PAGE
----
In surreal finale, Michelle Wie West saved magic for the end
PEBBLE BEACH, Calif. — Michelle Wie West waited over a year to say goodbye to competitive golf on the grandest stage. When she reached Pebble Beach’s 18th fairway late Friday afternoon, she had to wait a little longer.
Annika Sorenstam, her playing partner at the 78th U.S. Women’s Open, had tugged her tee shot into Stillwater Cove and there was confusion as to where she should take a drop. No matter. It gave Wie West a few more moments to soak in the final 18th-hole stroll of her career.
The crowds thinned considerably by then, but those who mattered most surrounded her. Jonnie West, her husband, carried her bag beside her, while her friends and family shouted encouragement from outside the rope line. The couple’s 3-year-old daughter, Makenna, was among them, sleeping in a stroller. After hitting her approach into the greenside bunker, Wie West walked over to check in on her sleeping toddler.
Motherhood was one of Wie West’s motives for leaving the game. In her final act on the course she stayed true to her word. She might love the game of golf, but she loves being a mother more.
“There is nothing I want more than my daughter to be in a better position than I ever was,” Wie West said last summer. “I want her to get everything that she deserves.”
Those working in Golf Channel’s “Live From” set stood at the rear of the studio and watched the scene unfold. Wie West looked their direction and made a heart with her hands.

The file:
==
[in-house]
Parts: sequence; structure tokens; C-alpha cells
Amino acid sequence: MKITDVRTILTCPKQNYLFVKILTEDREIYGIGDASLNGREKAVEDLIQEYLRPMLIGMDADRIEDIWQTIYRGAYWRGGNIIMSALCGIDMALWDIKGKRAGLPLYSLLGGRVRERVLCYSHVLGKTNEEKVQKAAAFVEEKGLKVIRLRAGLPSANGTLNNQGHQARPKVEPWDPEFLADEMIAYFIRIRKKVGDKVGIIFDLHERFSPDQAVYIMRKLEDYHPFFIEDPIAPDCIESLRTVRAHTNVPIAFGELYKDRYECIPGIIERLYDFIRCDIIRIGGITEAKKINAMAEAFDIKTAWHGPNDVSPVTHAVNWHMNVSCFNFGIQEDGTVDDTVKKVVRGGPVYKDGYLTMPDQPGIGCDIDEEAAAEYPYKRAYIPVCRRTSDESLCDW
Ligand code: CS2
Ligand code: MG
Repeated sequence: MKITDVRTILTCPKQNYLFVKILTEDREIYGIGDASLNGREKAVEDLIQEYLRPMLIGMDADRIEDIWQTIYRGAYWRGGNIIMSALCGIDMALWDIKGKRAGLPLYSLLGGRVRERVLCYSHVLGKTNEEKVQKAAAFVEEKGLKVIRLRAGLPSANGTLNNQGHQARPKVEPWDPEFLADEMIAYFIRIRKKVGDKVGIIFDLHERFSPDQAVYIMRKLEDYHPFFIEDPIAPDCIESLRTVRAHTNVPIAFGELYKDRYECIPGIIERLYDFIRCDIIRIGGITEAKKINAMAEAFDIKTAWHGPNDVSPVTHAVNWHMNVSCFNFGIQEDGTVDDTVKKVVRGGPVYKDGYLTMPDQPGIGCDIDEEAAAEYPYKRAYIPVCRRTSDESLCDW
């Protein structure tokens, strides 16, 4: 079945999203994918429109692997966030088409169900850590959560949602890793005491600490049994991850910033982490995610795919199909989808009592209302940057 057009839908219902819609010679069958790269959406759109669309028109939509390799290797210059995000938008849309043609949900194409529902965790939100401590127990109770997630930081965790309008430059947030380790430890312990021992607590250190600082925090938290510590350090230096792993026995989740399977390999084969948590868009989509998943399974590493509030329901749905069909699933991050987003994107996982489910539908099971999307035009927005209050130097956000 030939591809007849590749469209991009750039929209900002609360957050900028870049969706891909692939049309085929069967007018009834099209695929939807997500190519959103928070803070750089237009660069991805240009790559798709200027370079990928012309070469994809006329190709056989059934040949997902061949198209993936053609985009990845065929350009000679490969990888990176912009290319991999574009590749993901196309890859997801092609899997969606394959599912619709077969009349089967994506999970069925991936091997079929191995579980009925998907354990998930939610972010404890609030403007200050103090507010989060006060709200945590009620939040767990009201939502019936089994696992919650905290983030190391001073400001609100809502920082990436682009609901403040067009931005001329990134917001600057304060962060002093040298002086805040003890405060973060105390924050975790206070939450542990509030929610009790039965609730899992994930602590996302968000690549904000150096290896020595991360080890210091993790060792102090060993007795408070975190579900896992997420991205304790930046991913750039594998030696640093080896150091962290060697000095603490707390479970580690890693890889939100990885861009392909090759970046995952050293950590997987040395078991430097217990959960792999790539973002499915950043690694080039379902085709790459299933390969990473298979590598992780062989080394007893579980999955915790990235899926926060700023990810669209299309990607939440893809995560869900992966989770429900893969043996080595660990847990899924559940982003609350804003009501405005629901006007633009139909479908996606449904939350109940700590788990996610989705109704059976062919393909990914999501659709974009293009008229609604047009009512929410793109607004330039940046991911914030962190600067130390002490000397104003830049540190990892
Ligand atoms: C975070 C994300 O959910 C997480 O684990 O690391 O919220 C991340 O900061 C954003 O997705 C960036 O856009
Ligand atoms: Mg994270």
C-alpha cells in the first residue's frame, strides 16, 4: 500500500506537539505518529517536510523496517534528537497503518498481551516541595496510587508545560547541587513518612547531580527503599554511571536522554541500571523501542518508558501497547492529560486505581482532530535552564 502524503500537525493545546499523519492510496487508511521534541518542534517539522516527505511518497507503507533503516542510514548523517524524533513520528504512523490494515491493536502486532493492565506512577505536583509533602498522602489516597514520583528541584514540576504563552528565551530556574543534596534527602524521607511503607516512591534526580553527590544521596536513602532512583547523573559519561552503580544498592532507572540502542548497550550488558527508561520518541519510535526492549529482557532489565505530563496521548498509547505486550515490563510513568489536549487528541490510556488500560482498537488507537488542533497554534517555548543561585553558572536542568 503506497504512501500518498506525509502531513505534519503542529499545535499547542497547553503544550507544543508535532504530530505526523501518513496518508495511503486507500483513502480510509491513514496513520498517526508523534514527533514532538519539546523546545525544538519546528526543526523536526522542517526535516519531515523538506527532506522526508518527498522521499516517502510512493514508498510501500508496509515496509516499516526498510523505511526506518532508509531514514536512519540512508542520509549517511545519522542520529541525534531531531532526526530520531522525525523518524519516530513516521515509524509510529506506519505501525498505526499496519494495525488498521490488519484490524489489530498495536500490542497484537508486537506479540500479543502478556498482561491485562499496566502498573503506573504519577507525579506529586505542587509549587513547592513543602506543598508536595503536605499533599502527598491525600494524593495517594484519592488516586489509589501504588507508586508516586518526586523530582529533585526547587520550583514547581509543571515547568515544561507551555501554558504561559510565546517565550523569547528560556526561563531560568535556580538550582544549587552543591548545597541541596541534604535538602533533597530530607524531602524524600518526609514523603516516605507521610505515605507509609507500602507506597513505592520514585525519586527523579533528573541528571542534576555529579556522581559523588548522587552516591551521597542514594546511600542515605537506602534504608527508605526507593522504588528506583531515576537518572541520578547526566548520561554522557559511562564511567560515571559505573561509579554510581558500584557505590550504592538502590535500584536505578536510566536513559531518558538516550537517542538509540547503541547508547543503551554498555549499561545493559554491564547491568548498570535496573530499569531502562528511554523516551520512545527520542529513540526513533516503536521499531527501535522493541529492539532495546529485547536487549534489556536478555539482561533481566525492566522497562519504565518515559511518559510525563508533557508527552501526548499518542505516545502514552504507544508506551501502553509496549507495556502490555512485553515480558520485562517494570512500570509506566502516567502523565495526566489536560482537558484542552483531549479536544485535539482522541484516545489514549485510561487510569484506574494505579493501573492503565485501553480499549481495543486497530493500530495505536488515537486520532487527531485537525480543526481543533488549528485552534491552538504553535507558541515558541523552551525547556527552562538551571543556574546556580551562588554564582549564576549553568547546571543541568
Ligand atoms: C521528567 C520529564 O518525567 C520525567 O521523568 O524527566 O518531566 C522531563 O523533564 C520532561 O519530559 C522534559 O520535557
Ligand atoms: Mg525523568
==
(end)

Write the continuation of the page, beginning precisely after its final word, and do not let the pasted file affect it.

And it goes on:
“[I’m] definitely going to miss the people,” she said.
Those remaining in the grandstands showered her with applause as she approached the green. This is the first time the best women in the world have competed at Pebble, and without Wie West’s trailblazing efforts, it might never have happened.
The putter — long a bugaboo for the 33-year-old — did not cooperate this week at Pebble, but Wie West still proved she had a little magic left in the wand. With her final stroke, she rolled in a 33-footer for par. All she could do was laugh. She shot two rounds of 79 to miss the cut by eight shots, but the scores didn’t much matter. This week was always fated to be a celebration.
“Making that long putt on 18 definitely was a sweeter sendoff,” she said.
The first stop on Wie West’s farewell parade was with USGA CEO Mike Whan. The longtime commissioner greeted Wie West with a bouquet of flowers just behind the 18th green. Tears welled in her eyes as she accepted them and embraced him. LPGA pros Marina Alex and Jodi Ewart Shadoff made sure to pay their respects, as did David Leadbetter, Wie West’s longtime swing coach, who made sure to give his old pupil a call.
As Wie West stepped to the podium in the interview area, she held Makenna in her arms, wide-eyed under the beaming lights. Jonnie, her parents and dozens of others stood just out of frame, recapping the day that was.
“I’ve definitely held back tears the entire round,” Wie West said. “Everything was just incredible.”
Her final presser did not last long — just six questions — but every answer came with a sentiment of gratitude. For her family, who supported her from start to finish. For her friends, with whom the bonds will last a lifetime. And for her career, which came to an emotional conclusion at golf’s greatest meeting of land and sea.
“It feels [like] nothing has changed and everything was changed all at once,” she said. “It’s definitely a strange and surreal feeling.”